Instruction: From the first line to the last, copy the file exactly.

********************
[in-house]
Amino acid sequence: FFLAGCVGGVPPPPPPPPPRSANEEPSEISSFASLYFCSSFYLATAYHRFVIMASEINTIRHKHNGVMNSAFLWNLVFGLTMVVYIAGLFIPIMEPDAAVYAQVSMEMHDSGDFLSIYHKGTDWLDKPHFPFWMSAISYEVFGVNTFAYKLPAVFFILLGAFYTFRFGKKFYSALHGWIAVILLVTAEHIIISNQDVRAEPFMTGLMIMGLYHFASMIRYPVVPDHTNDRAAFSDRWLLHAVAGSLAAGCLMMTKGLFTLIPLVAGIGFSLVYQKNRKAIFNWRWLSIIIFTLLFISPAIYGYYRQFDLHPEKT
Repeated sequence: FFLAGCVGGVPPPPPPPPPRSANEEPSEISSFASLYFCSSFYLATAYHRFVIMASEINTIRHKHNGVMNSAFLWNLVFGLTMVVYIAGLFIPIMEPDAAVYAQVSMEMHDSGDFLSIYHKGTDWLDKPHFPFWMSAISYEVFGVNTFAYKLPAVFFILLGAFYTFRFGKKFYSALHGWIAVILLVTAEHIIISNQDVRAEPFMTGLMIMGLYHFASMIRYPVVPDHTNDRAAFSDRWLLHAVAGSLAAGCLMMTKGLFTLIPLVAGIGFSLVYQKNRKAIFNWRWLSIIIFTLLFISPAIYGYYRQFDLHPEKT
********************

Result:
[in-house]
Amino acid sequence: FFLAGCVGGVPPPPPPPPPRSANEEPSEISSFASLYFCSSFYLATAYHRFVIMASEINTIRHKHNGVMNSAFLWNLVFGLTMVVYIAGLFIPIMEPDAAVYAQVSMEMHDSGDFLSIYHKGTDWLDKPHFPFWMSAISYEVFGVNTFAYKLPAVFFILLGAFYTFRFGKKFYSALHGWIAVILLVTAEHIIISNQDVRAEPFMTGLMIMGLYHFASMIRYPVVPDHTNDRAAFSDRWLLHAVAGSLAAGCLMMTKGLFTLIPLVAGIGFSLVYQKNRKAIFNWRWLSIIIFTLLFISPAIYGYYRQFDLHPEKT
Repeated sequence: FFLAGCVGGVPPPPPPPPPRSANEEPSEISSFASLYFCSSFYLATAYHRFVIMASEINTIRHKHNGVMNSAFLWNLVFGLTMVVYIAGLFIPIMEPDAAVYAQVSMEMHDSGDFLSIYHKGTDWLDKPHFPFWMSAISYEVFGVNTFAYKLPAVFFILLGAFYTFRFGKKFYSALHGWIAVILLVTAEHIIISNQDVRAEPFMTGLMIMGLYHFASMIRYPVVPDHTNDRAAFSDRWLLHAVAGSLAAGCLMMTKGLFTLIPLVAGIGFSLVYQKNRKAIFNWRWLSIIIFTLLFISPAIYGYYRQFDLHPEKT